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I'm new to Mac. I have deleted many files from my applications folder, downloads, music, etc. to make clean Mountain Lion installation.

After installing Mountain Lion I can still see in
About This Mac > More info > Storage That my hard drive has 2GB+ of music files and 12GB+ of other files.

How to open my hard drive to see all files located on it and delete them e.g. like on Windows?

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possible duplicate of How can I figure out what's slowly eating my HD space? – Mark Feb 21 '13 at 10:13
up vote 4 down vote accepted

You also need to empty the Trash. Right click on the Trash icon (far right of the dock) and choose Empty Trash :)

To view your hard drive, open a new Finder window. Then in the menu, click Go → Home to see your user directory. Or choose Computer to see your whole hard drive.

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I've emptied my trash, forgot to mention it. Can you explain in bit more detail how to access "Computer" I can't find it, even in spotlight... ;)) – Ilya Knaup Sep 1 '12 at 8:23
nvm found it ;)), but still doesn't seem there are any files here, I just don't understand what is taking up so much space... – Ilya Knaup Sep 1 '12 at 8:29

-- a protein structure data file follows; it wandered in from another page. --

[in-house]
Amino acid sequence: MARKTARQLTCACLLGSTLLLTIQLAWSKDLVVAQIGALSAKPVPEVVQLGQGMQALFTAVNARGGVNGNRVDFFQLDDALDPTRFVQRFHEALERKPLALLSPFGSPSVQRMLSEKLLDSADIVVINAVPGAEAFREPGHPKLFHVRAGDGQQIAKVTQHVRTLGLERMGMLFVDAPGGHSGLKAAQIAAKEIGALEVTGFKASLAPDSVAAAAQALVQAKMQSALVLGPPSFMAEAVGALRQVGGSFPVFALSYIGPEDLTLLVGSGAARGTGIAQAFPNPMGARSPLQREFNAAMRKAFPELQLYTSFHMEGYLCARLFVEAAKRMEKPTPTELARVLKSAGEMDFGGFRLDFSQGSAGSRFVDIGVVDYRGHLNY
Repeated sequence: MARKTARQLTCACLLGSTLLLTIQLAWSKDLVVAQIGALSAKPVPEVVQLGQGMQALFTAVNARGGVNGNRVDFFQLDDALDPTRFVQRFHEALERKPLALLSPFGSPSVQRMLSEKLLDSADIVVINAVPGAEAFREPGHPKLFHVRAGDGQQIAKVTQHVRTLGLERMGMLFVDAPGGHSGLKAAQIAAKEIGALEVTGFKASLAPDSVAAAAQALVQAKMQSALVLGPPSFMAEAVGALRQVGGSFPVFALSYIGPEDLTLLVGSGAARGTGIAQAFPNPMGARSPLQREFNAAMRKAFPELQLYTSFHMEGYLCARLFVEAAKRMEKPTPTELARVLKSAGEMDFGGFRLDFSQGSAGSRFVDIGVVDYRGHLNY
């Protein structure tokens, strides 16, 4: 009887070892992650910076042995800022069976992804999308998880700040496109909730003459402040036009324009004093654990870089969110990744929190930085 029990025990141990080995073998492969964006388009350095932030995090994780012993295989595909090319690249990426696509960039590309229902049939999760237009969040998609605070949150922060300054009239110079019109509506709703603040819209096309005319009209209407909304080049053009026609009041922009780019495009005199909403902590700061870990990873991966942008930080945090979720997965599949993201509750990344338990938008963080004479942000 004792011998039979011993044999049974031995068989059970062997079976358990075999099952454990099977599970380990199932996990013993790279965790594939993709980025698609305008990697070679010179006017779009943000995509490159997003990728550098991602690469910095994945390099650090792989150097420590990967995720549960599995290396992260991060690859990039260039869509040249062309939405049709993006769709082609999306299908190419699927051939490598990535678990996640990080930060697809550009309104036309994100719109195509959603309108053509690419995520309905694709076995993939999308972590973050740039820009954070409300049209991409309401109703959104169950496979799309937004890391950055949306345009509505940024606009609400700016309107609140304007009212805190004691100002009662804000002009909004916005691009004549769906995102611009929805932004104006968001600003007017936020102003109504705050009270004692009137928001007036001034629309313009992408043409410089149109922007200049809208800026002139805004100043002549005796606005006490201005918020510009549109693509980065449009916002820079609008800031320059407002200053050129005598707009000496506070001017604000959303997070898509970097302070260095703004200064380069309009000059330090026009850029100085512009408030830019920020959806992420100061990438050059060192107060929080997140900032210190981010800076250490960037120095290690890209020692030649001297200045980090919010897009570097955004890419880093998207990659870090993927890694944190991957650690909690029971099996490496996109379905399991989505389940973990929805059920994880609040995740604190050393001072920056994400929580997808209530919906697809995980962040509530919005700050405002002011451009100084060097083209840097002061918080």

Diskwave is a really great tool to see what's taking up space on your laptop.

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GrandPerspective is another good free tool that does the same thing, but shows you a diagram of your files instead of a list. Bigger files have bigger rectangles in the diagram, so it’s easy to judge how much space a file or folder is taking up. – Rory O'Kane Sep 1 '12 at 8:46
However it's really hard to see which folder takes up a lot of space, as that may be the case, which I find grandperspective to be inferior compared to diskwave. – theAmateurProgrammer Sep 1 '12 at 9:06
JDiskReport is also free. And it represents folder sizes as slices of a pie chart, which is more intuitive imho. – username Sep 1 '12 at 9:34

Use this command

for i in /Volumes/*; do sudo rm -rf "$i"/.Trashes/*; done

Finder sometimes gets stuck if e.g. a huge number of small files need to be deleted. Deleting them from Terminal is the faster way in these cases (but slightly dangerous in case of typos). If you want to reduce the risk (and just want to remove your own files)

cd; rm -rf ~/.Trashes

just cleans out your own trash.

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You could also use sudo rm -rf /Volumes/*/.Trashes/*. If other volumes are mounted, emptying the trash in Finder would usually delete files on them as well. – user495470 Sep 1 '12 at 9:05

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